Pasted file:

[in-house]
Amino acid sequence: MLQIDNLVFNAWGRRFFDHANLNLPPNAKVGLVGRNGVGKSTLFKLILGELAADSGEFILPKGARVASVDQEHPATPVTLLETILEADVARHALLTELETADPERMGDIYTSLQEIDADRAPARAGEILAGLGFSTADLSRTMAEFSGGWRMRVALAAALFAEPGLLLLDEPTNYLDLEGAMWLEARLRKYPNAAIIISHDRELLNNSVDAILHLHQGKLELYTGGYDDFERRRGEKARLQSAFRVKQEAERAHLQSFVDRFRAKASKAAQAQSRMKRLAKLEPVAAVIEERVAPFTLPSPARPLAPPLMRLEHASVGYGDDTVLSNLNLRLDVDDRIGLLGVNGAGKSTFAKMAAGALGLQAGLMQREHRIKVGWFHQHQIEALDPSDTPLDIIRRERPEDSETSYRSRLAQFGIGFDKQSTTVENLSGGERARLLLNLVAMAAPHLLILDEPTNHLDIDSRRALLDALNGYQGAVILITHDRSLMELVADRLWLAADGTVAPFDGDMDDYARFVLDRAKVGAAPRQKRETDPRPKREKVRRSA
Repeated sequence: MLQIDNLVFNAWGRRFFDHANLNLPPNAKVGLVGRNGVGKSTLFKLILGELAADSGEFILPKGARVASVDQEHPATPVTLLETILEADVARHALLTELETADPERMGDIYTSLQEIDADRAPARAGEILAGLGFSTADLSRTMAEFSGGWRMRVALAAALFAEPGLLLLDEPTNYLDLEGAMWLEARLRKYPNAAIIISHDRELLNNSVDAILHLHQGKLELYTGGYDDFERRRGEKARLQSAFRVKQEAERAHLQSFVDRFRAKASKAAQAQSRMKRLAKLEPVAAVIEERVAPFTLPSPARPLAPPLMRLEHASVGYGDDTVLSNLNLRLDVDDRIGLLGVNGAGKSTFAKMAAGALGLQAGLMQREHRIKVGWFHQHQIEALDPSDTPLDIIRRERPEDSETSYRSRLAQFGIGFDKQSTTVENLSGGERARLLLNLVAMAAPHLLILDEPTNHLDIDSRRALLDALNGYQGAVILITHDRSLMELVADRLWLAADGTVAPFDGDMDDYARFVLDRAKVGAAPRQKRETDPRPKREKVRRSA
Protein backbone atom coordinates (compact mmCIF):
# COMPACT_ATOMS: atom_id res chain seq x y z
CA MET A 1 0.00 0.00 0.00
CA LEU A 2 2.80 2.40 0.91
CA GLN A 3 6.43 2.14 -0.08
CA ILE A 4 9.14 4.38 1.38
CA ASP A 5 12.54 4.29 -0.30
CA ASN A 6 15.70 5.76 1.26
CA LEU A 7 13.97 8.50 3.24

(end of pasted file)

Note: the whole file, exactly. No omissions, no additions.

[in-house]
Amino acid sequence: MLQIDNLVFNAWGRRFFDHANLNLPPNAKVGLVGRNGVGKSTLFKLILGELAADSGEFILPKGARVASVDQEHPATPVTLLETILEADVARHALLTELETADPERMGDIYTSLQEIDADRAPARAGEILAGLGFSTADLSRTMAEFSGGWRMRVALAAALFAEPGLLLLDEPTNYLDLEGAMWLEARLRKYPNAAIIISHDRELLNNSVDAILHLHQGKLELYTGGYDDFERRRGEKARLQSAFRVKQEAERAHLQSFVDRFRAKASKAAQAQSRMKRLAKLEPVAAVIEERVAPFTLPSPARPLAPPLMRLEHASVGYGDDTVLSNLNLRLDVDDRIGLLGVNGAGKSTFAKMAAGALGLQAGLMQREHRIKVGWFHQHQIEALDPSDTPLDIIRRERPEDSETSYRSRLAQFGIGFDKQSTTVENLSGGERARLLLNLVAMAAPHLLILDEPTNHLDIDSRRALLDALNGYQGAVILITHDRSLMELVADRLWLAADGTVAPFDGDMDDYARFVLDRAKVGAAPRQKRETDPRPKREKVRRSA
Repeated sequence: MLQIDNLVFNAWGRRFFDHANLNLPPNAKVGLVGRNGVGKSTLFKLILGELAADSGEFILPKGARVASVDQEHPATPVTLLETILEADVARHALLTELETADPERMGDIYTSLQEIDADRAPARAGEILAGLGFSTADLSRTMAEFSGGWRMRVALAAALFAEPGLLLLDEPTNYLDLEGAMWLEARLRKYPNAAIIISHDRELLNNSVDAILHLHQGKLELYTGGYDDFERRRGEKARLQSAFRVKQEAERAHLQSFVDRFRAKASKAAQAQSRMKRLAKLEPVAAVIEERVAPFTLPSPARPLAPPLMRLEHASVGYGDDTVLSNLNLRLDVDDRIGLLGVNGAGKSTFAKMAAGALGLQAGLMQREHRIKVGWFHQHQIEALDPSDTPLDIIRRERPEDSETSYRSRLAQFGIGFDKQSTTVENLSGGERARLLLNLVAMAAPHLLILDEPTNHLDIDSRRALLDALNGYQGAVILITHDRSLMELVADRLWLAADGTVAPFDGDMDDYARFVLDRAKVGAAPRQKRETDPRPKREKVRRSA
Protein backbone atom coordinates (compact mmCIF):
# COMPACT_ATOMS: atom_id res chain seq x y z
CA MET A 1 0.00 0.00 0.00
CA LEU A 2 2.80 2.40 0.91
CA GLN A 3 6.43 2.14 -0.08
CA ILE A 4 9.14 4.38 1.38
CA ASP A 5 12.54 4.29 -0.30
CA ASN A 6 15.70 5.76 1.26
CA LEU A 7 13.97 8.50 3.24